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4. The entire underside of the cookiecutter glows thanks to light-emitting organs in its skin called photophores. Some scientists think the sharks use this bioluminescence to blend in with the moonlight, while a dark, unlit collar around its throat, which resembles a fish, draws its prey up from the bottom. (The sharks are also capable of using the organs to flash like a strobe light.) However, George Burgess, a shark expert at the Florida Museum of Natural History, told Wired that the collar does, in fact, glow, and “suggests that by flashing, the band may help draw would-be predators to the 'business end' of the shark.” Regardless of what’s luring the prey, once it’s close enough, the cookiecutter does a bait and switch and has a meal itself.

5. The fish lives at depths of 3200 feet during the day, but migrates vertically at night to feed.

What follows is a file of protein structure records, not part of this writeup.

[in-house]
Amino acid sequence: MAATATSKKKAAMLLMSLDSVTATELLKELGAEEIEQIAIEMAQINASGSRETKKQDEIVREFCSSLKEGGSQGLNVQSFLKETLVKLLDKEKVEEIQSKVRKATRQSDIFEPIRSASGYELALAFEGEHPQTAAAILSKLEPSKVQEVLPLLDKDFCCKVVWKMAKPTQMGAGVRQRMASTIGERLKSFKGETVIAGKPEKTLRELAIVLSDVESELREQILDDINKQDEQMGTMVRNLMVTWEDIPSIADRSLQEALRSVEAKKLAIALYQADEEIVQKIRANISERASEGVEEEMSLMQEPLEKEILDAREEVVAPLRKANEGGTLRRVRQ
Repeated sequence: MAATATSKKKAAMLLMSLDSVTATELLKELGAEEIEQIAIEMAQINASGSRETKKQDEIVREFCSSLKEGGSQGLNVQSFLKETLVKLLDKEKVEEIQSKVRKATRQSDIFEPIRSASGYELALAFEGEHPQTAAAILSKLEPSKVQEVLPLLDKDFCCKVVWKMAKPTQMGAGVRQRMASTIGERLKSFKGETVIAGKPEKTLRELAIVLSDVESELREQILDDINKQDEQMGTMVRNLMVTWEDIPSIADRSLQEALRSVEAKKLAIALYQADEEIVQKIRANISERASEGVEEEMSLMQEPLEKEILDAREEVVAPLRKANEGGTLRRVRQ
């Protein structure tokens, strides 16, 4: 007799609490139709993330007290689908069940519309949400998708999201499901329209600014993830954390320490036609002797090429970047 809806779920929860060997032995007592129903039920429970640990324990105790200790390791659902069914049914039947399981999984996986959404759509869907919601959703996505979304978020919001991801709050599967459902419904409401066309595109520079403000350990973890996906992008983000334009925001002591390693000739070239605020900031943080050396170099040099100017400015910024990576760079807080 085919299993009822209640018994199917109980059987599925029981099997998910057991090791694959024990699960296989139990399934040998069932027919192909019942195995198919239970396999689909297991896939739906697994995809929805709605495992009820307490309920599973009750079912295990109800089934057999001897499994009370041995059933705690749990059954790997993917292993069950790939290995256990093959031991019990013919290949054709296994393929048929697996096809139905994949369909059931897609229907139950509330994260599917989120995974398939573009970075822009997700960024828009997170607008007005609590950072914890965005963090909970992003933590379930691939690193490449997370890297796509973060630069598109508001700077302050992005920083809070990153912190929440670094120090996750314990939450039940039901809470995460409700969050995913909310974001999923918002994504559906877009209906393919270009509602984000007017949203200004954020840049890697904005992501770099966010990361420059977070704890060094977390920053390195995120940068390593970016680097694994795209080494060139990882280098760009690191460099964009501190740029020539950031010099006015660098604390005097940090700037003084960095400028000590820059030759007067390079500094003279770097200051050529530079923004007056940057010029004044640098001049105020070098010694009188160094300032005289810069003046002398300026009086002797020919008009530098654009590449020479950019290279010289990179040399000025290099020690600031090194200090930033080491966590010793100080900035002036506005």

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6. Speaking of eating: To feed, the shark uses its suctorial lips to suction itself onto its prey. Once it’s attached, the cookiecutter spins its body, using the row of serrated teeth on its lower jaw to remove a plug of flesh—leaving behind a crater-like wound that is 2 inches across and 2.5 inches deep—and dinner is served.


7. The sharks typically feed on animals much larger than them, including tuna, stingrays, other sharks (even great whites!), seals, whales, dolphins, and more.